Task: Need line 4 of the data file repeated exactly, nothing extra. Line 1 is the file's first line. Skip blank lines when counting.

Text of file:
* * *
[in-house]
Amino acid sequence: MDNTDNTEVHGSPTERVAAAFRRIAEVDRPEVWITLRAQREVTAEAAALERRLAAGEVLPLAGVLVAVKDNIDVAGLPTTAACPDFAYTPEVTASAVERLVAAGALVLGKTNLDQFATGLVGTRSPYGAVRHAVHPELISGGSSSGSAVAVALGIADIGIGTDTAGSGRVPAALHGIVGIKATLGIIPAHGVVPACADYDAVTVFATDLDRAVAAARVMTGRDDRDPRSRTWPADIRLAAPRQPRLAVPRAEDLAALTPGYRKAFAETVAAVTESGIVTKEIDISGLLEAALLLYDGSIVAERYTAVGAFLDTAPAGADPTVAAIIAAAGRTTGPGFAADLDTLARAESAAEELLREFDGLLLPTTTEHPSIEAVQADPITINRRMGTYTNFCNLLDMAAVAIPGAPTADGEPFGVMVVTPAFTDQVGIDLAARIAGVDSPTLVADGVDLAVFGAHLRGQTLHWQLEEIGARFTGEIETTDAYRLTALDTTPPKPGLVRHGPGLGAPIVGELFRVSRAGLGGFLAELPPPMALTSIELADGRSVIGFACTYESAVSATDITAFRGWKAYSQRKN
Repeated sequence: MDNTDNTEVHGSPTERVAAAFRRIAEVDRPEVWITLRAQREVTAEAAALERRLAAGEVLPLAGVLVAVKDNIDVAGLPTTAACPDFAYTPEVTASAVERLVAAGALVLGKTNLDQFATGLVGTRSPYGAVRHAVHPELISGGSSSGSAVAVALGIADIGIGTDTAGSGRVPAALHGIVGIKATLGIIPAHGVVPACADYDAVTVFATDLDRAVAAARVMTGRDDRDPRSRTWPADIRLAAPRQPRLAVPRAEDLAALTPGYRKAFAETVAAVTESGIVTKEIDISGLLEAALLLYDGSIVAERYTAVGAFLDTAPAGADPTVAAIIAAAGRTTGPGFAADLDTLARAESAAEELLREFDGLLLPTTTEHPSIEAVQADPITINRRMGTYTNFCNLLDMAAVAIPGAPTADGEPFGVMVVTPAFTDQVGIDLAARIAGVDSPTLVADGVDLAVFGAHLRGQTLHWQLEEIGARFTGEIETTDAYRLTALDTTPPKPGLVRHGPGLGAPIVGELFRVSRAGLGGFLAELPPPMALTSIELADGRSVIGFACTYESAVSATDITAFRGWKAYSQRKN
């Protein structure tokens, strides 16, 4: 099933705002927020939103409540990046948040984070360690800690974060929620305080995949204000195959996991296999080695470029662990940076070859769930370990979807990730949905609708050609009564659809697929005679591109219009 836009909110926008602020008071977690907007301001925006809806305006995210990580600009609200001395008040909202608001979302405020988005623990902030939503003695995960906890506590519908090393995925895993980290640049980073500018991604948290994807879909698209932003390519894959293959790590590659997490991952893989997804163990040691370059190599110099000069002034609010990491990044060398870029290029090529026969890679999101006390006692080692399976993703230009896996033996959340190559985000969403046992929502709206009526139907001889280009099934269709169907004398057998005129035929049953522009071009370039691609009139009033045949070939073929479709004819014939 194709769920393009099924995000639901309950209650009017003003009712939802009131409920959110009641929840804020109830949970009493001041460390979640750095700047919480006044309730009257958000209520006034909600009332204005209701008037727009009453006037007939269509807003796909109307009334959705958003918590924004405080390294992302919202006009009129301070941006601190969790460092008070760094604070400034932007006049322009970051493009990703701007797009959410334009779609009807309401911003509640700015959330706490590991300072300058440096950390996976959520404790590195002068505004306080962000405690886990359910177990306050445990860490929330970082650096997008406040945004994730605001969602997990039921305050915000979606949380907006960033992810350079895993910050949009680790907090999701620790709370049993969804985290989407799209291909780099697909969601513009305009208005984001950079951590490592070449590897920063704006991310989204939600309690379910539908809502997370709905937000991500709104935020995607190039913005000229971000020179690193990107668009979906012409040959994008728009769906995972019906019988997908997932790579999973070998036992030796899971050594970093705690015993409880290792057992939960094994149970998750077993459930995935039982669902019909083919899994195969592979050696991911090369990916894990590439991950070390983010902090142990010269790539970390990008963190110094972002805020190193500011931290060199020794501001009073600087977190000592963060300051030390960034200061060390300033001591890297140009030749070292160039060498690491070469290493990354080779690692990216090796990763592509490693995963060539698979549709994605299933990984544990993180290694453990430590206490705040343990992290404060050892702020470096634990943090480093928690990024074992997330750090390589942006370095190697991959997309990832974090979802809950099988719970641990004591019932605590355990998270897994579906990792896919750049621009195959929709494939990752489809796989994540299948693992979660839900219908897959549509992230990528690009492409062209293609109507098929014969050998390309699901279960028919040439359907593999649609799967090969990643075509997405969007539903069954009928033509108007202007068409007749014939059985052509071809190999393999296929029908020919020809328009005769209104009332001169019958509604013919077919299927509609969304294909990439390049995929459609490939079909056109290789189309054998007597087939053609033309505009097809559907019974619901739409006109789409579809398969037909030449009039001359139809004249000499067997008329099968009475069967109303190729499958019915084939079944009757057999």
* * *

């Protein structure tokens, strides 16, 4: 099933705002927020939103409540990046948040984070360690800690974060929620305080995949204000195959996991296999080695470029662990940076070859769930370990979807990730949905609708050609009564659809697929005679591109219009 836009909110926008602020008071977690907007301001925006809806305006995210990580600009609200001395008040909202608001979302405020988005623990902030939503003695995960906890506590519908090393995925895993980290640049980073500018991604948290994807879909698209932003390519894959293959790590590659997490991952893989997804163990040691370059190599110099000069002034609010990491990044060398870029290029090529026969890679999101006390006692080692399976993703230009896996033996959340190559985000969403046992929502709206009526139907001889280009099934269709169907004398057998005129035929049953522009071009370039691609009139009033045949070939073929479709004819014939 194709769920393009099924995000639901309950209650009017003003009712939802009131409920959110009641929840804020109830949970009493001041460390979640750095700047919480006044309730009257958000209520006034909600009332204005209701008037727009009453006037007939269509807003796909109307009334959705958003918590924004405080390294992302919202006009009129301070941006601190969790460092008070760094604070400034932007006049322009970051493009990703701007797009959410334009779609009807309401911003509640700015959330706490590991300072300058440096950390996976959520404790590195002068505004306080962000405690886990359910177990306050445990860490929330970082650096997008406040945004994730605001969602997990039921305050915000979606949380907006960033992810350079895993910050949009680790907090999701620790709370049993969804985290989407799209291909780099697909969601513009305009208005984001950079951590490592070449590897920063704006991310989204939600309690379910539908809502997370709905937000991500709104935020995607190039913005000229971000020179690193990107668009979906012409040959994008728009769906995972019906019988997908997932790579999973070998036992030796899971050594970093705690015993409880290792057992939960094994149970998750077993459930995935039982669902019909083919899994195969592979050696991911090369990916894990590439991950070390983010902090142990010269790539970390990008963190110094972002805020190193500011931290060199020794501001009073600087977190000592963060300051030390960034200061060390300033001591890297140009030749070292160039060498690491070469290493990354080779690692990216090796990763592509490693995963060539698979549709994605299933990984544990993180290694453990430590206490705040343990992290404060050892702020470096634990943090480093928690990024074992997330750090390589942006370095190697991959997309990832974090979802809950099988719970641990004591019932605590355990998270897994579906990792896919750049621009195959929709494939990752489809796989994540299948693992979660839900219908897959549509992230990528690009492409062209293609109507098929014969050998390309699901279960028919040439359907593999649609799967090969990643075509997405969007539903069954009928033509108007202007068409007749014939059985052509071809190999393999296929029908020919020809328009005769209104009332001169019958509604013919077919299927509609969304294909990439390049995929459609490939079909056109290789189309054998007597087939053609033309505009097809559907019974619901739409006109789409579809398969037909030449009039001359139809004249000499067997008329099968009475069967109303190729499958019915084939079944009757057999």